Ronna Bloom is former Poet in Residence at Mount Sinai Hospital, now Sinai Health System. Long before face coverings became mandatory on the TTC or line-ups formed outside of pharmacies, Bloom documented in her poetry the exhaustion of expressing emotions behind a medical mask and the anxiety of securing a flu shot. She is currently Poet in Community at the University of Toronto. In this interview for Poetry Month, she spoke about a hospital’s role in the city and what poetry can bring to public space.
Based on your experiences at Sinai Health, how do you see the hospital connecting to the rest of the city?
I see the hospital as an extension of the city. It is the place that underlines the fact that everyone is vulnerable. When I used to go into Sinai Health to bring poetry in, I’d say to myself “Wake up, you’re going into a hospital. There are sick people here. Pay attention.”
By sick people, I meant also vulnerable people. I never knew who that might mean, because many of those I met were not patients but staff or family members or people walking through. My mantra is: everyone who is alive could use a poem. Whether they want one is a different matter. In that sense, the work of poetry can be done anywhere there are people.
It takes everything to look in the face of all our vulnerable skin.
(From the poem “Health” in Ronna Bloom’s The More, her book based on work at Sinai. Cited with permission)
You’ve posted photos of scrips from your time as poet in residence at Sinai Health. What does it mean to prescribe poetry?
To prescribe poetry is to listen a person and respond with a poem. When I prescribe poems, I sit at a table in a public place and when a person sits down, I ask, “What do you need a poem for?” Then I listen both to what they say, and what they express without words.
I ask questions until I get a sense of it. Maybe it takes 10 minutes and I look through the collection of poems I have printed on prescription paper, and choose one that resonates. Sometimes more than one poem fits — I joke that it’s ok to double dose. I have poems by Lucille Clifton, Hafiz, Cavafy, Langston Hughes, Adrienne Rich …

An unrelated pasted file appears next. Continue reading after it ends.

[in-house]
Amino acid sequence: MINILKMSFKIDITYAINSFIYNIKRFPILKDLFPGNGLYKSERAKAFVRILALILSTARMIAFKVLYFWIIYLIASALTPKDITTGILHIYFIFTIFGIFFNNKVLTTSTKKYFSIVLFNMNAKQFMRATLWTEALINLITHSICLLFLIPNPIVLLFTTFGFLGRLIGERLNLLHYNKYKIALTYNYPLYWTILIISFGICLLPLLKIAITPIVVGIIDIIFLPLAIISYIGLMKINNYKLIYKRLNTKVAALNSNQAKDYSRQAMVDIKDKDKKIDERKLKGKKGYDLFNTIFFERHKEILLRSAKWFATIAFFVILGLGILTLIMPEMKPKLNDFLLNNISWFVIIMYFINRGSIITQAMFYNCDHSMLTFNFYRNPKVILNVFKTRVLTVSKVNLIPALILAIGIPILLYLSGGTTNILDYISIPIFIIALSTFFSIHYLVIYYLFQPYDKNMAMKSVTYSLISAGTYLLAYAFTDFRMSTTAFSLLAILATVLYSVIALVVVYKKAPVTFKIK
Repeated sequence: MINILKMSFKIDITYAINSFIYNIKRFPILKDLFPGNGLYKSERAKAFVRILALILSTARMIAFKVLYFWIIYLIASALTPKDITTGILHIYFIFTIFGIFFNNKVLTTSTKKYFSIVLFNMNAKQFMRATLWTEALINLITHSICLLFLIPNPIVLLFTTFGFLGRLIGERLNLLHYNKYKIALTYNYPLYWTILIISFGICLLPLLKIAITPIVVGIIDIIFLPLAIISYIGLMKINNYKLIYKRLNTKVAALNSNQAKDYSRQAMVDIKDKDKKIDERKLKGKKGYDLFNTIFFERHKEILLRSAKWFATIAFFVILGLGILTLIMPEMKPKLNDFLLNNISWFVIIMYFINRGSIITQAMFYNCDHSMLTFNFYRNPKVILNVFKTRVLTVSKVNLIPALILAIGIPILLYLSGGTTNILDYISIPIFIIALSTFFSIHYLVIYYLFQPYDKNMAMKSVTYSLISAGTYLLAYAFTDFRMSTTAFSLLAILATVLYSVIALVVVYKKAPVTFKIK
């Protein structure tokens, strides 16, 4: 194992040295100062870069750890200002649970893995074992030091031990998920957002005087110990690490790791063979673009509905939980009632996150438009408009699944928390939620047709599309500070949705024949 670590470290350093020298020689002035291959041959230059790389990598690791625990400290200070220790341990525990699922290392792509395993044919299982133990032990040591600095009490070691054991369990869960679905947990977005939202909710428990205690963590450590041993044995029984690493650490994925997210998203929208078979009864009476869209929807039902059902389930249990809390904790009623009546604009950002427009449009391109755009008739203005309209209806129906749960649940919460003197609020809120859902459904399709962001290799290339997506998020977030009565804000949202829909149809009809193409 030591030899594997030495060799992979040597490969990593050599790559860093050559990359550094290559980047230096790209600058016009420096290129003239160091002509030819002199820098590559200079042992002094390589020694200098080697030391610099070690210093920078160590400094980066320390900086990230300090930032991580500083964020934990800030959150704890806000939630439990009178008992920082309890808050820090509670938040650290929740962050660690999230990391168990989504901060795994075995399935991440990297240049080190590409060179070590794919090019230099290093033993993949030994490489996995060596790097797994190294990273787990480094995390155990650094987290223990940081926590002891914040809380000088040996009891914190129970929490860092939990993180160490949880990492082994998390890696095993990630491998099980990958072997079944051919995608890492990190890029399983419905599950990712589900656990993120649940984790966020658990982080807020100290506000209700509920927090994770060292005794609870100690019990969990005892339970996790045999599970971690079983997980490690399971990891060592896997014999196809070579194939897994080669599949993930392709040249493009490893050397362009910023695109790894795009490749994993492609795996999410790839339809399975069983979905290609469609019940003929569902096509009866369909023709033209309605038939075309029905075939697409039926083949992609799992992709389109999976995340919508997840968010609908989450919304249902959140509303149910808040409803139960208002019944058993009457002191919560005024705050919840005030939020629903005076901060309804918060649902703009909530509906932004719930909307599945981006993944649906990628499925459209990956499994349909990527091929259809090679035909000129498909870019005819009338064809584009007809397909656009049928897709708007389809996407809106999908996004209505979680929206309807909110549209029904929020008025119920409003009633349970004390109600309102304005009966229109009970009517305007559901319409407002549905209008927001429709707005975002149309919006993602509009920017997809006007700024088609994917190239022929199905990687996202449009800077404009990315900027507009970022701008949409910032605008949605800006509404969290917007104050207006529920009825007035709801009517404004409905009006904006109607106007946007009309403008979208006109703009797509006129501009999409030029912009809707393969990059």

I read the poem to them and watch their response. It’s not something a person needs to think about: if it works it’s immediate — the way we say “the medicine works.” The aim is to find a poem that speaks to what has not yet been articulated.
Your poem “The City” was painted on the pavement as part of the King Street Pilot in 2018. How did that installation emerge and what can poetry bring to a busy street?
I have been a fan of PLANT Architects for a long time and we worked together on a project in Quebec a few years ago called SOS Paysages Autoroutiers. They approached me when they were making a bid to create a parklet for the King Street Pilot project and asked if I could write a poem. I realized that my poem “The City” spoke to the request.
They painted “The City” in bright colours 70 feet long on King Street — how rare for a poet to get to lie down on her words! Some of the words and phrases were upside down so they could be read from the streetcar or the sidewalk.
It’s a way to get people to stop and wonder – what the heck is this? Some keep going and some stop and read. It reminds people, I think, that they have a body in the space, and are more than just where they’re heading. I think there’s a kind of delight for some people when poems turn up in unexpected places like roads and hospitals. What is civic about the civic? It is both what is essential and what is possible. People’s involvement in the city is or starts with an act of imagination.
Are there places in Toronto that bring you solace?
I like places that are a mixture of industrial, train tracks, and scrubby land. The area behind the UP station near Dundas in the Junction, or down by the water near Cherry Street. I love construction sites and get way too close for their comfort. I’ve loved cement trucks all my life for the fact that their drum must stay in motion.
I suppose these are all transitional places or experiences. Places full of the energy of people who lived here long before and those to come and people on their way somewhere. Nature, junk, beauty, houses, apartments, boats, trains, wires … the working parts. It crackles and hums. I also feel good walking for even five minutes in the ravine among the trees.
What are you looking forward to this Poetry Month?
How Poems Move in the Hospital — with Adam Sol, Dominik Parisien, Moira MacDougall, curated by Shane Neilson. These poets have such richness to offer now, I can’t wait.
Photo by Emily Macrae